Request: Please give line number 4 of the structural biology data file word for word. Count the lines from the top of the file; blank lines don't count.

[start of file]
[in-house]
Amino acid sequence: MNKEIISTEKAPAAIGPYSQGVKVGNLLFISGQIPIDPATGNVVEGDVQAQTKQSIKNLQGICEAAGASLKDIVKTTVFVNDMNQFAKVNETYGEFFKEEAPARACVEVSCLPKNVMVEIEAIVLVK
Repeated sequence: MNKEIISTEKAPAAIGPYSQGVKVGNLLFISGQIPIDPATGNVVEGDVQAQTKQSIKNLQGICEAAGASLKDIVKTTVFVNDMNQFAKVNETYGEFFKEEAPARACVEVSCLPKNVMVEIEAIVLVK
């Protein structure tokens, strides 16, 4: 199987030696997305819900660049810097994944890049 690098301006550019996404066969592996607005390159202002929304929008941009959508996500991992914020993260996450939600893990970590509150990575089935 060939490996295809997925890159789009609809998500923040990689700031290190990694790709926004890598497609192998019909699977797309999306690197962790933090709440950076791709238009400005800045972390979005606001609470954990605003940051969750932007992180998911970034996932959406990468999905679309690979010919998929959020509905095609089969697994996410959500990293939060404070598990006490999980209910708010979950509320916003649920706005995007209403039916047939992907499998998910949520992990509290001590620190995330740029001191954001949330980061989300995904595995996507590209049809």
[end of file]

């Protein structure tokens, strides 16, 4: 199987030696997305819900660049810097994944890049 690098301006550019996404066969592996607005390159202002929304929008941009959508996500991992914020993260996450939600893990970590509150990575089935 060939490996295809997925890159789009609809998500923040990689700031290190990694790709926004890598497609192998019909699977797309999306690197962790933090709440950076791709238009400005800045972390979005606001609470954990605003940051969750932007992180998911970034996932959406990468999905679309690979010919998929959020509905095609089969697994996410959500990293939060404070598990006490999980209910708010979950509320916003649920706005995007209403039916047939992907499998998910949520992990509290001590620190995330740029001191954001949330980061989300995904595995996507590209049809």